The research vision of the Tepole Lab is the development of predictive computational tools to increase our basic understanding of mechanobiological adaptation and soft matter mechanics, and to apply these tools in relevant clinical settings. These include but are not limited to tissue expansion, wound healing, and reconstructive surgery. Additionally, modeling and simulation of biological systems requires suitable numerical methods. For instance, we are interested in the development of new thin shell, multifield, and multiscale finite element formulations.
The Tepole Lab shares the code associated to our publications through our Bitbucket page
The Tepole Lab is part of the NIH Multiscale Modeling Consortium (MSM), and the Wikipage for this group has many resources, including models and databases from many research groups affiliated with the MSM.
Skin is a living tissue, its ability to adapt to extreme conditions has lead to tissue expansion, a widely used technique in reconstructive surgery that grows skin in vivo to correct large defects. Applying the theory of finite growth we can model tissue expansion within a continuum mechanics framework. In collaboration with Dr. Arun K. Gosain, from Northwestern University, we carry out validation experiments on a porcine model. We are currently working on translating our method to the clinical setting of breast reconstruction after mastectomy.
Achieving perfect skin regeneration after wounding remains challenging because of the lack of fundamental understanding of the precise interplay among different cell types, complex cell signaling networks and mechanical feedback loops. We develop new theoretical and numerical tools to study the spatiotemporal dynamics of this system across scales.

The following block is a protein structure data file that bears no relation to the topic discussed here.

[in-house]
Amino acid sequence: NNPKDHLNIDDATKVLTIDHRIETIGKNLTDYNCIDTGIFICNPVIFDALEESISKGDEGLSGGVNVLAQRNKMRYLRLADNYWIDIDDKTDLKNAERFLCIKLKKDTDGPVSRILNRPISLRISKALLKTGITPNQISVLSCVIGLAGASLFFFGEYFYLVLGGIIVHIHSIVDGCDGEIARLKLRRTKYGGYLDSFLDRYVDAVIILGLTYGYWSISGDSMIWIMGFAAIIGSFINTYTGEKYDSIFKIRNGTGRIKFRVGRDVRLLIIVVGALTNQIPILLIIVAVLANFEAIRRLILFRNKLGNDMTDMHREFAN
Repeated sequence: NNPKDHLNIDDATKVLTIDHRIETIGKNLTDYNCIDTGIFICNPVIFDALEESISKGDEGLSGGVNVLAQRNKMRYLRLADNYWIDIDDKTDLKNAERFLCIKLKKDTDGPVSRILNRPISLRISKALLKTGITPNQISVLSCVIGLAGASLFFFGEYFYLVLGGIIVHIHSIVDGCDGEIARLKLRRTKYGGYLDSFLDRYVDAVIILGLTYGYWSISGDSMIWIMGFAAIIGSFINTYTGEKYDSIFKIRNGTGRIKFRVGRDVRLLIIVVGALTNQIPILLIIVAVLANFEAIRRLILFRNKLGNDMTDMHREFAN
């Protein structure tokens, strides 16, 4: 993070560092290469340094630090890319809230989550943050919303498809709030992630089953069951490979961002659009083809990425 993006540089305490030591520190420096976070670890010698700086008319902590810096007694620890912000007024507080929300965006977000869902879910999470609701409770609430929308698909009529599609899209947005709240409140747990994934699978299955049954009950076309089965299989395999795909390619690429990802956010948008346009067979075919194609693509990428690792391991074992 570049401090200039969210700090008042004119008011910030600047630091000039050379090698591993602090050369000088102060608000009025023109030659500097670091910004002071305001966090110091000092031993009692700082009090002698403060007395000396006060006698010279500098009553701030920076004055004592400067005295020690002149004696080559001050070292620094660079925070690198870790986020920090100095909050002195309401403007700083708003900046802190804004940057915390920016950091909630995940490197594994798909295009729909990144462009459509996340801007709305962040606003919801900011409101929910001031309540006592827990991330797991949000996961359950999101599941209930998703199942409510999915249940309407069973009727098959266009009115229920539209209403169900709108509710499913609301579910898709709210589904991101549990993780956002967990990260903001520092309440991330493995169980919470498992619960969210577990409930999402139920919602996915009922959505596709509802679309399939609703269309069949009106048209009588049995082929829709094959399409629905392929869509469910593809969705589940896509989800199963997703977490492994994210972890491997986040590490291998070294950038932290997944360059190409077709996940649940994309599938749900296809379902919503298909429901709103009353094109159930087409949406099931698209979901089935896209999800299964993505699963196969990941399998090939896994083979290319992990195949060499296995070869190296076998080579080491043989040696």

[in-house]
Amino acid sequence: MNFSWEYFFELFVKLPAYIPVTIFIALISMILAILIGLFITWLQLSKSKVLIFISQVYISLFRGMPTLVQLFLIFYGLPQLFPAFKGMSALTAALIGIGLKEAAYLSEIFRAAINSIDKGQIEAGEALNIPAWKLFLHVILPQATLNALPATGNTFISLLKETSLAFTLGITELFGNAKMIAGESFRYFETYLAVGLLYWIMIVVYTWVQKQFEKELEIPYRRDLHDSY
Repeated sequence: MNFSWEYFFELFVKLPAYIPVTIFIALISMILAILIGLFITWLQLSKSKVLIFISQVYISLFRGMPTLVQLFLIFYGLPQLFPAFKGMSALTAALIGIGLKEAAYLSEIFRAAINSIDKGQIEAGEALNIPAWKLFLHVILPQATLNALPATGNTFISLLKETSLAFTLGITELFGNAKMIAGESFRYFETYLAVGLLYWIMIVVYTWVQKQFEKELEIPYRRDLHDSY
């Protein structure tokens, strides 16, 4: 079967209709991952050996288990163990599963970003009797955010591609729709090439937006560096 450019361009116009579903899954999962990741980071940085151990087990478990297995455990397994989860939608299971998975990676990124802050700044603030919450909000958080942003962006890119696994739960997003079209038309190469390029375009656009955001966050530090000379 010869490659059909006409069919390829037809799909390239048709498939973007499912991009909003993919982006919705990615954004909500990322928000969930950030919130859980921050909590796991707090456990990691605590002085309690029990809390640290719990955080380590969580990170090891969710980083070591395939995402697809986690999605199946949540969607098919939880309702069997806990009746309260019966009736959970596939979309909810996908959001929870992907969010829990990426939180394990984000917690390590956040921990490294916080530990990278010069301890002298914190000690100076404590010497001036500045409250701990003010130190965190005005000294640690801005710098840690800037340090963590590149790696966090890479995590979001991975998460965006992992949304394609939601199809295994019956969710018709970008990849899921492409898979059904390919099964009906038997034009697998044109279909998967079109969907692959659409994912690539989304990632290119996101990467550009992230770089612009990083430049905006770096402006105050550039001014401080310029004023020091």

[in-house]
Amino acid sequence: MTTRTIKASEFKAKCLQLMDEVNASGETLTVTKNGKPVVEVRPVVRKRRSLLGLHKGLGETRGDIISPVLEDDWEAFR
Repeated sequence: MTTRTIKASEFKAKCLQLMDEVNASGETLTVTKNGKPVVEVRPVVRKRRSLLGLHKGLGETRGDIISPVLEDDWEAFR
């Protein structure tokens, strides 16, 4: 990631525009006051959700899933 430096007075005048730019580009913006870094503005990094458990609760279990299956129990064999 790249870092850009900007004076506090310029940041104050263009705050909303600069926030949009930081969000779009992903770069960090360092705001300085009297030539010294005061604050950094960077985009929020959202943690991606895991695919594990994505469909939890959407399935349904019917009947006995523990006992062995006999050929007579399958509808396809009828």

Mechanical loading plays a crucial role in chronic and acute tissue response to excessive loads, including damage, rupture, and pathological growth and remodeling. However, despite this knowledge, surgical procedures have rarely been looked at from from a structural point of view before. We use computational mechanics to improve reconstructive surgery. We capture patient specific geometries with 3D photography and multi-view stereo pre-, intra-, and post-operatively. Tissue mechanical properties change with age, gender, and from one individual to another. We develop numerical methods to account for material uncertainty and propagate this variability through our surgical simulations.
Computational modeling of biological tissues and soft matter requires new computational tools. For example, we are interested in developing new formuations for thin, soft membranes.
Current shell formulations are mainly focused on linear isotropic materials, while soft and biological materials are characterized by nonlinear anisotropic stress-strain response and large deformations.
In addition, biological tissues have the ability to growth and remodel. These adaptive processes occur through the coupling of biological fields, across multiple spatial scales, requiring new multifield and multiscale finite element methods.
Finally, the material behavior of soft tissues change from one individual to another, demaning new formulations capable of uncertainty propagation and quantification.